White collar crimes in Buffalo and WNY are serious matters. In fact, if you're charged with a white collar crime, you could face a grand jury. While a grand jury doesn't have the power to determine your guilt, it has the power to determine if there is enough evidence against you to proceed to a traditional criminal trial. White collar crime allegations can be levied against individuals or entire corporations. If you or your business was accused of a white collar crime, it is important to contact an experienced Buffalo white collar crime attorney immediately.
ALLEGATIONS THAT CAN RUIN YOUR CAREER
There is more than one problem involved when you're accused of a white collar crime. While you could face prison and fines if you're found guilty, your employment could suffer even if you're found innocent. An allegation of a white collar crime can ruin your career. Imagine if you were charged with insurance fraud or identity theft and found innocent. Even if you're not going to lose a professional license and can remain in business, the news is out about the allegations. People will no longer trust you with their personal or business information.
What Is a White Collar Crime?
A white collar crime is a criminal occurrence with a financial motivation. They are non-violent offenses. White collar crimes can be charged against numerous professionals. Most commonly, lawyers, doctors, accountants, corporate directors, and business executives are the individuals who are often charged. However, any crime that would fall under New York's definition of a white collar crime could be considered a federal offense if fraud against the federal government was involved in some way.
Forgery often isn't charged on its own. It is often charged along with criminal possession of a forged instrument. Forgery can be charged as a misdemeanor or it can be charged as a felony depending on the circumstances involved. Forgery doesn't just apply to high dollar items, either. It is something that can be done with or without a written instrument (such as a check or a money order). The definition of “written instrument” under New York white collar crimes law is extremely broad. A receipt could even be classified as a written instrument. The written instrument doesn't have to be complete in order for you to be charged. With a forgery charge, it must be proven that you had the intent to defraud another person or a business. Forgery, like many other crimes, is separated by degrees: first, second, and third degree. Forgery, regardless of its degree, is an extremely serious white collar crime and you could lose your professional certification or license even if you are not sentenced to prison. For a misdemeanor forgery, you could be sentenced to up to a year in jail. For felony, you could receive a prison sentence between four and seven years.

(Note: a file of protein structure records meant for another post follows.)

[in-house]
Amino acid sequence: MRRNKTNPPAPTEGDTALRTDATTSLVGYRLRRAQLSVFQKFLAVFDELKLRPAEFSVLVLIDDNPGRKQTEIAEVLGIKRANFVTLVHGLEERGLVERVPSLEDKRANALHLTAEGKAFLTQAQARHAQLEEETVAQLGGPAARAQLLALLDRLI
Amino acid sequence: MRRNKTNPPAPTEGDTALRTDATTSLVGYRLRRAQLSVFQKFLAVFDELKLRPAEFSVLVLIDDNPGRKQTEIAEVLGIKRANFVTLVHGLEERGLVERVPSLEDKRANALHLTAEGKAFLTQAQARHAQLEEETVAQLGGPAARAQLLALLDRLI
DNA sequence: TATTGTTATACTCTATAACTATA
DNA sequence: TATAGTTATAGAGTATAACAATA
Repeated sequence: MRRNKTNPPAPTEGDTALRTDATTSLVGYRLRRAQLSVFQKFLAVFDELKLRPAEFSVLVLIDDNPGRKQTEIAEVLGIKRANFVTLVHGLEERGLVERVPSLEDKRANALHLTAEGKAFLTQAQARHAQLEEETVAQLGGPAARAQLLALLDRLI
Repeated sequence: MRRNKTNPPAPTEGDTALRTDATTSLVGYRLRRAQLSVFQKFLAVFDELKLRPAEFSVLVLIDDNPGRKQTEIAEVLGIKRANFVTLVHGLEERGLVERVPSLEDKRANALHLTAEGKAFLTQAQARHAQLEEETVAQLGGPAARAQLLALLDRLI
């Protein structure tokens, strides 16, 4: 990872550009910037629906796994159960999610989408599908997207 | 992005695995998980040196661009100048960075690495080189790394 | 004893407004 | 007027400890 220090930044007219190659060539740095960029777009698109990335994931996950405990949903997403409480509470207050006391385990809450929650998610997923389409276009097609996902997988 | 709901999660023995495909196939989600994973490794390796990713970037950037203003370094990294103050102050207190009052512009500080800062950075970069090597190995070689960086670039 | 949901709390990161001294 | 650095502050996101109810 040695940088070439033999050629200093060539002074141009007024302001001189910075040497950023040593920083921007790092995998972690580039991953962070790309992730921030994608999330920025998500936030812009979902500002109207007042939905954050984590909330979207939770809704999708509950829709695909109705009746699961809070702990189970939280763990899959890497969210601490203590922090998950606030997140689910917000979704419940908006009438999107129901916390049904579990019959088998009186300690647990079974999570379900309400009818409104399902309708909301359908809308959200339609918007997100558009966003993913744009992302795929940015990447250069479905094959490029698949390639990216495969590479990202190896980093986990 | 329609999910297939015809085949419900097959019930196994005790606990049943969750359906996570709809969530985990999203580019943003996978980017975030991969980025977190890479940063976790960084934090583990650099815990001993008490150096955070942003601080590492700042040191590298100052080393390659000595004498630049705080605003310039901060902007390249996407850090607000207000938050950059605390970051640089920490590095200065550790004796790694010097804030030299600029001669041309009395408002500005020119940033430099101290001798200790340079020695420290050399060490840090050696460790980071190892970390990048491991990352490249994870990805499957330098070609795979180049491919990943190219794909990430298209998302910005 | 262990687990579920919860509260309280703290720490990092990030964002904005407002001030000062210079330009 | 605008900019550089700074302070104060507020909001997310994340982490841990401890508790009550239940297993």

Like other criminal charges, insurance fraud is charged in degrees: first, second, third, fourth, and fifth degrees. Insurance fraud in the fifth degree is a misdemeanor that can include any act that is simply deemed as fraudulent activity related to insurance. Insurance fraud is an extremely broad concept in New York. If you're charged with insurance fraud, you should seek out the services of a qualified Buffalo white collar crime attorney in Buffalo NY who has experience in handling these serious allegations. To sum up insurance fraud, any act that is done with the intent to defraud or lie to an insurance company can result in the person or business being charged with insurance fraud. Depending on the degree of insurance fraud, you could receive between 1 and 25 years in prison.
Bribery is another common white collar crime. Bribery is separated into degrees: first, second, and third. Additionally, the person who takes the bribe can be charged with bribe receiving. That is a stand-alone crime related to bribery. Regardless of the degree, bribery is a felony charge in the State of New York. Even if it is the first time that you've ever been charged with a crime, you could still receive a prison sentence. You could face up to 25 years in prison if you're found guilty.
Identity theft is also considered a white collar crime. Because identity theft has become a worldwide problem, the United States is cracking down on it at a state level. Identity theft is charged in degrees: first, second, or third degree. It can also be charged as aggravated identity theft. Identity theft in New York is defined as using someone else's personal information for your own benefit. This charge can be a misdemeanor or a felony depending on the circumstances. You could face fines and imprisonment if you're found guilty.
CHARGED WITH A WHITE COLLAR CRIME IN BUFFALO?
If you've been charged with a white collar crime in Buffalo and WNY, immediately contact Buffalo white collar crime attorney Drew Fritsch to defend you against the allegations. Your future is on the line. Don't wait, and don't talk to the authorities alone.